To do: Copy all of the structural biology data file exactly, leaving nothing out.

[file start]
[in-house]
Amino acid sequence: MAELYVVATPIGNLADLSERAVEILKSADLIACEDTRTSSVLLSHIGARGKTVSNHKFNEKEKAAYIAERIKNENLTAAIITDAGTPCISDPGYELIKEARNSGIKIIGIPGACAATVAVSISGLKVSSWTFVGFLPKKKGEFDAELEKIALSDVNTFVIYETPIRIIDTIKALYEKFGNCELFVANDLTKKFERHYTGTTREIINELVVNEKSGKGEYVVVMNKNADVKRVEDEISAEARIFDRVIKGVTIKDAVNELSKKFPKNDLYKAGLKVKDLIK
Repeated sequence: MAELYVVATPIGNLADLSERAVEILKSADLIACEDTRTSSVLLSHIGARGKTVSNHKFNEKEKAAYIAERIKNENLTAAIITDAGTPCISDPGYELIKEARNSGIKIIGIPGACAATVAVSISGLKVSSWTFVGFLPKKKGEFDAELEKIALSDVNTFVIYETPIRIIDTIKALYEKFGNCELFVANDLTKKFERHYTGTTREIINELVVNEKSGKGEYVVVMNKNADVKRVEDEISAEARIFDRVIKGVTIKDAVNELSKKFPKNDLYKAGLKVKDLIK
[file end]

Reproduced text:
[in-house]
Amino acid sequence: MAELYVVATPIGNLADLSERAVEILKSADLIACEDTRTSSVLLSHIGARGKTVSNHKFNEKEKAAYIAERIKNENLTAAIITDAGTPCISDPGYELIKEARNSGIKIIGIPGACAATVAVSISGLKVSSWTFVGFLPKKKGEFDAELEKIALSDVNTFVIYETPIRIIDTIKALYEKFGNCELFVANDLTKKFERHYTGTTREIINELVVNEKSGKGEYVVVMNKNADVKRVEDEISAEARIFDRVIKGVTIKDAVNELSKKFPKNDLYKAGLKVKDLIK
Repeated sequence: MAELYVVATPIGNLADLSERAVEILKSADLIACEDTRTSSVLLSHIGARGKTVSNHKFNEKEKAAYIAERIKNENLTAAIITDAGTPCISDPGYELIKEARNSGIKIIGIPGACAATVAVSISGLKVSSWTFVGFLPKKKGEFDAELEKIALSDVNTFVIYETPIRIIDTIKALYEKFGNCELFVANDLTKKFERHYTGTTREIINELVVNEKSGKGEYVVVMNKNADVKRVEDEISAEARIFDRVIKGVTIKDAVNELSKKFPKNDLYKAGLKVKDLIK